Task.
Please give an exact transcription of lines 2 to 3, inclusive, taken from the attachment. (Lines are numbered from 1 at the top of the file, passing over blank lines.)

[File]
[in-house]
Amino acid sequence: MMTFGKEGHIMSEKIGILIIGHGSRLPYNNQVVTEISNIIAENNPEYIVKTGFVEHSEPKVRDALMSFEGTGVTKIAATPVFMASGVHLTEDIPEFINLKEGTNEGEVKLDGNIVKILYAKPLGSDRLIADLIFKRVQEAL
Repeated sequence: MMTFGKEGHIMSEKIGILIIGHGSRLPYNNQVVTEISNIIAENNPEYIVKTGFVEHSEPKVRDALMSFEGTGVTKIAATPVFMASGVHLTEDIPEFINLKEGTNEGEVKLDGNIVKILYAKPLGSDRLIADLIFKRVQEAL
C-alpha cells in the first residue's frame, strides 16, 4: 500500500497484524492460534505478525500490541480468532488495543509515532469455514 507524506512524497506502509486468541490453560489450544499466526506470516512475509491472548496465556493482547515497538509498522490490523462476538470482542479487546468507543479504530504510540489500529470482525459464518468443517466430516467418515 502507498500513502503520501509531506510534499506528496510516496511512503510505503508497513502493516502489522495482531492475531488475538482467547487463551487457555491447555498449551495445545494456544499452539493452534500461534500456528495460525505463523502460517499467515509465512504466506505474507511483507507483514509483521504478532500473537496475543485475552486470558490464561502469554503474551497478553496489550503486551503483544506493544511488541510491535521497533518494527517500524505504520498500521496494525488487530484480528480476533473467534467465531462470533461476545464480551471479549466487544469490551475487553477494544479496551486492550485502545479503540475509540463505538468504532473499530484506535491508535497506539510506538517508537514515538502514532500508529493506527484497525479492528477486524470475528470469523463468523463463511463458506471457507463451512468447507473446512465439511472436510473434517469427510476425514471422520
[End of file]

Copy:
Amino acid sequence: MMTFGKEGHIMSEKIGILIIGHGSRLPYNNQVVTEISNIIAENNPEYIVKTGFVEHSEPKVRDALMSFEGTGVTKIAATPVFMASGVHLTEDIPEFINLKEGTNEGEVKLDGNIVKILYAKPLGSDRLIADLIFKRVQEAL
Repeated sequence: MMTFGKEGHIMSEKIGILIIGHGSRLPYNNQVVTEISNIIAENNPEYIVKTGFVEHSEPKVRDALMSFEGTGVTKIAATPVFMASGVHLTEDIPEFINLKEGTNEGEVKLDGNIVKILYAKPLGSDRLIADLIFKRVQEAL